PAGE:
• 29 MAR 14
    • 0

    Waves of uncertainty over wi-fi

    The Dominion Post New Zealand:

    Last updated 10:10 29/03/2014


    After thousands of studies, the most that experts worldwide can determine is the radiation used for wi-fi networks, digital devices, cordless phones and cell phones is a “possible” cause of cancer. With such uncertainty, OLIVIA WANNAN asks if we are using this technology with enough caution.

    As in many countries around the world, the debate about long- wave radiation has come to a head in New Zealand through the recent introduction of wi-fi networks in schools.

    The energy waves have been harnessed for more than a century to bring radio and television to our home, track objects by radar, microwave our food, and connect us through texts, phone calls and the internet.

    Yet the World Health Organisation lists this radiation as a “possible” cause of cancer, based on research showing a link between heavy cellphone use and an increased risk of developing brain tumours.

    Kapiti Coast parent Damon Wyman is a vocal advocate for caution. He became aware of the possible health effects of wireless technology after losing his son Ethan, 10, to cancer last August.

    Ethan died 11 months after being diagnosed with two brain tumours. Three months earlier, he had been given a wi-fi connected iPad.

    His parents later discovered he had been falling asleep with the device under his pillow.

    Even though it was on standby, it was still emitting bursts of radiation as it tried to connect to the router, Mr Wyman said.

    Doctors who saw Ethan said the tumours appeared to be about four months old, Mr Wyman said. “We’re not saying that caused it, but it seems like a bit of a coincidence.”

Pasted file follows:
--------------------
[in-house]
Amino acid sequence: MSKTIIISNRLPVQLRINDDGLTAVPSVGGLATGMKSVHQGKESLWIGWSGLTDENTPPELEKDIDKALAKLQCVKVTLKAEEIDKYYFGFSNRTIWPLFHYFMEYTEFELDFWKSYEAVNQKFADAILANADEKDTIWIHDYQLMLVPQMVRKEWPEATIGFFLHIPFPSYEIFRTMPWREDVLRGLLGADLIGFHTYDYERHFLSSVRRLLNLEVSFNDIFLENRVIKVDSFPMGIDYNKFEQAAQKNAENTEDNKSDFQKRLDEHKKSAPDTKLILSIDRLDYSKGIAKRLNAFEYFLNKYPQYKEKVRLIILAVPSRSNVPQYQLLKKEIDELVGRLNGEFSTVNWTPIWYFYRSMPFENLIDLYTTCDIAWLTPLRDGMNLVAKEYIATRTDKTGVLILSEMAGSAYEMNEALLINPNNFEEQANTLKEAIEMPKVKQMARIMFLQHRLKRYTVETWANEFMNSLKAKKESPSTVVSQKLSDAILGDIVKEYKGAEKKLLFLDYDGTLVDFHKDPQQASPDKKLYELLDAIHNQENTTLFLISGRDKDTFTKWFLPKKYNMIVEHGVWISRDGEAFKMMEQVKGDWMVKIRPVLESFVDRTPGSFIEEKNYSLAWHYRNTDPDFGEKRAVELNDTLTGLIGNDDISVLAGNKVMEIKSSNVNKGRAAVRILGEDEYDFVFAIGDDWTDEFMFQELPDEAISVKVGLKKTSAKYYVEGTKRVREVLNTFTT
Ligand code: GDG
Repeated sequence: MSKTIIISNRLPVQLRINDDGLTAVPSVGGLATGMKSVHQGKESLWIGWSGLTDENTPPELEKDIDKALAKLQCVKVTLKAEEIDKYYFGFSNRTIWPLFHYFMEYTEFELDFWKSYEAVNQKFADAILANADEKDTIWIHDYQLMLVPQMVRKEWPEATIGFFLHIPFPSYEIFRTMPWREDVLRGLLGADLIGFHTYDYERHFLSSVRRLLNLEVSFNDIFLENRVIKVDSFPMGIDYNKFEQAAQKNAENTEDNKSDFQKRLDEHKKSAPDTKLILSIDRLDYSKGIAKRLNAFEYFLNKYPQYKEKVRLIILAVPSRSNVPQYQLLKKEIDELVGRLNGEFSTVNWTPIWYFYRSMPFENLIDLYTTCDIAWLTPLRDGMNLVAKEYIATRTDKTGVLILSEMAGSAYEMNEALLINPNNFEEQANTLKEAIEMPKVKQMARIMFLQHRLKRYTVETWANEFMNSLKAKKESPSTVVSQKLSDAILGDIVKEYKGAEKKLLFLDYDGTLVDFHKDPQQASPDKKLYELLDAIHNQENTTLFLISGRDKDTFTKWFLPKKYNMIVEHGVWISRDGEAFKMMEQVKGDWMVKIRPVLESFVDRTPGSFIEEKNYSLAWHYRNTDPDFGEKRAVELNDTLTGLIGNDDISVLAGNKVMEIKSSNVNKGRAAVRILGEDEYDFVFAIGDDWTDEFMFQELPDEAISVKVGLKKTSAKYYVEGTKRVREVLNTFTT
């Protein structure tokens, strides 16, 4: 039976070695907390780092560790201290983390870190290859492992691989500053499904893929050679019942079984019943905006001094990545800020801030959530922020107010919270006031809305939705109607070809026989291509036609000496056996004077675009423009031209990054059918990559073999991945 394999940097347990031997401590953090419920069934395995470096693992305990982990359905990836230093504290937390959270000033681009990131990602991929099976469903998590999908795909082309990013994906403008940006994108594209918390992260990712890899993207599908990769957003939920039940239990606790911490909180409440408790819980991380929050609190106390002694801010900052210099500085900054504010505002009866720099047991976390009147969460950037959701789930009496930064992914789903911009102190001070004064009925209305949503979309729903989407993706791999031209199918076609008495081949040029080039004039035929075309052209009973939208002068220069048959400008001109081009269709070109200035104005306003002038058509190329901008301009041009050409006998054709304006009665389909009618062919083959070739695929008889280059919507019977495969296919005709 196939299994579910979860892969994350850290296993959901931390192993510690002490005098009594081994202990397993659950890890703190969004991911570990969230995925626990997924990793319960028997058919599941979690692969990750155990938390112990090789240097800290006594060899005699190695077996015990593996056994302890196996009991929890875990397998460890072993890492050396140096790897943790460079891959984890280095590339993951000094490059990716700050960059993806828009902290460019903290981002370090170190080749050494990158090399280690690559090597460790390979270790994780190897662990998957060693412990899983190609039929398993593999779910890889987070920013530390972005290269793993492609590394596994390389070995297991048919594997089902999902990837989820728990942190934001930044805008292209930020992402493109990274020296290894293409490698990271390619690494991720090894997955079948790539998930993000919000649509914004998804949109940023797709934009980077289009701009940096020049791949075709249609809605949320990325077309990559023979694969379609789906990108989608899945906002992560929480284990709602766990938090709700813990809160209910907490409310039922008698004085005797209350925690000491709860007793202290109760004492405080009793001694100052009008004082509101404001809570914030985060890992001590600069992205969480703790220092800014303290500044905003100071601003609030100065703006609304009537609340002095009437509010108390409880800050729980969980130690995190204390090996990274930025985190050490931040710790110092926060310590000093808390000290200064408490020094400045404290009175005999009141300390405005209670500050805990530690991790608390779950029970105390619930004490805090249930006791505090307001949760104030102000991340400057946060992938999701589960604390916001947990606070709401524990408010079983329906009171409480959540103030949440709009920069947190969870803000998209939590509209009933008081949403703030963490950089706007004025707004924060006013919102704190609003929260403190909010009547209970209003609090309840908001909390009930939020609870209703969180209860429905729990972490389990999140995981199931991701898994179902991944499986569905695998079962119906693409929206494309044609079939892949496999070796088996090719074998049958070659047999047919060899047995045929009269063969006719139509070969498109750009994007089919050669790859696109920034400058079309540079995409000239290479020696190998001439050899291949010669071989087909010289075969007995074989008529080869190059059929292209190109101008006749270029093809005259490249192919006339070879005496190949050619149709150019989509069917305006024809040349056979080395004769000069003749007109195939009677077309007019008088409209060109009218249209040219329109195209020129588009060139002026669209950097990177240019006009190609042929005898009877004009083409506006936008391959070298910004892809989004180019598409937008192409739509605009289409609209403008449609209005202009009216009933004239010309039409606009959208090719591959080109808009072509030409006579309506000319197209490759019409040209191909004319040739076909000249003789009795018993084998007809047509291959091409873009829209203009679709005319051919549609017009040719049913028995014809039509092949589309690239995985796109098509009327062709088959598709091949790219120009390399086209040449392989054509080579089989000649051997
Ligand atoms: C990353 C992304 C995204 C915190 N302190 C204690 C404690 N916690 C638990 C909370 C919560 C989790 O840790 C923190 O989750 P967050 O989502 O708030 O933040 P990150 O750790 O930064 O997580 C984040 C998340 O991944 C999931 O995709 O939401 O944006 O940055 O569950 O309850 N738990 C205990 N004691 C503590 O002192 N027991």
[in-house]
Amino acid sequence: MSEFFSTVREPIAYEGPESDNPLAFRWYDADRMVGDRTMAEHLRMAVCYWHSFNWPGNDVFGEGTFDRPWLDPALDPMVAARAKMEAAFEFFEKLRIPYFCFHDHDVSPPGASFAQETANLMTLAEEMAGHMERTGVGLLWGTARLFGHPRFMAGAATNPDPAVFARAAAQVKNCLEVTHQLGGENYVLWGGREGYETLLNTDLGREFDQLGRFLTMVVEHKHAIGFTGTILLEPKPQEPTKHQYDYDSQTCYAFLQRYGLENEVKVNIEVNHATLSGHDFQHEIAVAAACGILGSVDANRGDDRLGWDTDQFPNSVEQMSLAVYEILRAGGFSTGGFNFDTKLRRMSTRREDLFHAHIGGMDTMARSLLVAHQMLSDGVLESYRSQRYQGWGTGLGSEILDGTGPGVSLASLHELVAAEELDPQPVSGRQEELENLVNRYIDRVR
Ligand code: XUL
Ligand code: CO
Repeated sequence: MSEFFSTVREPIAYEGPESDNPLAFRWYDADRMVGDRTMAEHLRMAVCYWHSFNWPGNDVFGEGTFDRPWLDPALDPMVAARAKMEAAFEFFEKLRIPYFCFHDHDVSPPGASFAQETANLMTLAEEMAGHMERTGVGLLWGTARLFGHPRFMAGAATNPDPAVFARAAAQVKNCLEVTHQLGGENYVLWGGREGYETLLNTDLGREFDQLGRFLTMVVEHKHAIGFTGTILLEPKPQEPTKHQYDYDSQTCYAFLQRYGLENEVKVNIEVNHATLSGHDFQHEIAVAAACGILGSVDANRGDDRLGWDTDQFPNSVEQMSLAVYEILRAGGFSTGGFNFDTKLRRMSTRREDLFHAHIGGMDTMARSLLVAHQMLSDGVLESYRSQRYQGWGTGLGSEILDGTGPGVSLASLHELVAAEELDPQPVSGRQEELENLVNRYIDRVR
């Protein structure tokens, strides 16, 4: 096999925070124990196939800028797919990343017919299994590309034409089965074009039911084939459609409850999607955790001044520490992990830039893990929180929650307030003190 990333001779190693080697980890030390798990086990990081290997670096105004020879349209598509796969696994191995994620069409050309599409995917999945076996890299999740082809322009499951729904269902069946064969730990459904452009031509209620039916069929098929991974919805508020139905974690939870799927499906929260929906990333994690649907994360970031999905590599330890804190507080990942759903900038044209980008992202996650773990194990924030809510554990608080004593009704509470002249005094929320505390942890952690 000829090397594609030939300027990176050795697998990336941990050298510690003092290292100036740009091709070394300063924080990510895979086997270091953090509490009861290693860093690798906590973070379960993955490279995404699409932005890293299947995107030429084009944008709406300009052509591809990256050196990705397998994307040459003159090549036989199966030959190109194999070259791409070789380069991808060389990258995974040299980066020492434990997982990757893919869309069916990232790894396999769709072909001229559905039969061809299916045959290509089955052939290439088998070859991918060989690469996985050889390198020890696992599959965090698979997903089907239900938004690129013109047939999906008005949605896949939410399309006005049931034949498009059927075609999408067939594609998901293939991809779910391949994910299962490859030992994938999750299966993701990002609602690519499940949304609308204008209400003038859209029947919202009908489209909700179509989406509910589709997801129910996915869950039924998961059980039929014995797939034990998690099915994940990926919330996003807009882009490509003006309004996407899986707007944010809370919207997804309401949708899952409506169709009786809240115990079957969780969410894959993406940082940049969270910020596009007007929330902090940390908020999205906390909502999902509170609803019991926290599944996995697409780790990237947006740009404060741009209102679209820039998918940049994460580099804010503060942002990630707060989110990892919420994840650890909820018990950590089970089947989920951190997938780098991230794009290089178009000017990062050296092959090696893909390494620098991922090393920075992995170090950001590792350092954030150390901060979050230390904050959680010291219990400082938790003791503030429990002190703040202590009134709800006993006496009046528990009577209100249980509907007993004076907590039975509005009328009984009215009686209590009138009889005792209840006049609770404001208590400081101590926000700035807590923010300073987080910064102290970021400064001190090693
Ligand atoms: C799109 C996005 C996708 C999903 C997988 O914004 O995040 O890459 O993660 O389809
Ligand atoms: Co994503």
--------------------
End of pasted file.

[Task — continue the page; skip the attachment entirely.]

Children were rarely exposed to most of the other potential cancer- causing agents such as coffee and lead, Mr Wyman said.

    Until recently, parents could limit exposure to the energy waves, deciding what age their child received a cellphone or digital device and setting restrictions on their use. But new bring-your-own-device initiatives introducing wireless networks running all day in school classrooms had suddenly taken away that control.

    “Schools have to be neutral. They have to have a safe environment,” he said.

    Mr Wyman has campaigned to have the technology turned off in the junior classrooms at Te Horo School. The board of trustees decided to switch it off after surveying parents, who were concerned about the possible health effects.

    This month the Government reiterated its belief that wi-fi in schools was safe, backed by the result of a study at Te Horo School and one in Canterbury.

    Associate Health Minister Jo Goodhew said the study confirmed wi-fi in schools was not a health risk to pupils or staff, with exposures thousands of times lower than recommended levels.

    Mr Wyman remains sceptical.

    He said many parents falsely believed a classroom’s wi-fi station emitted no more radiation than an at-home router. But new school wi- fi systems were “industrial- grade”, emitting a lot more than a residential version. Professional measurements of the classroom’s wi-fi station at Te Horo School showed similar radiation levels to those of some commercial cellphone network towers.

    “This goes way beyond what a child would see normally.”


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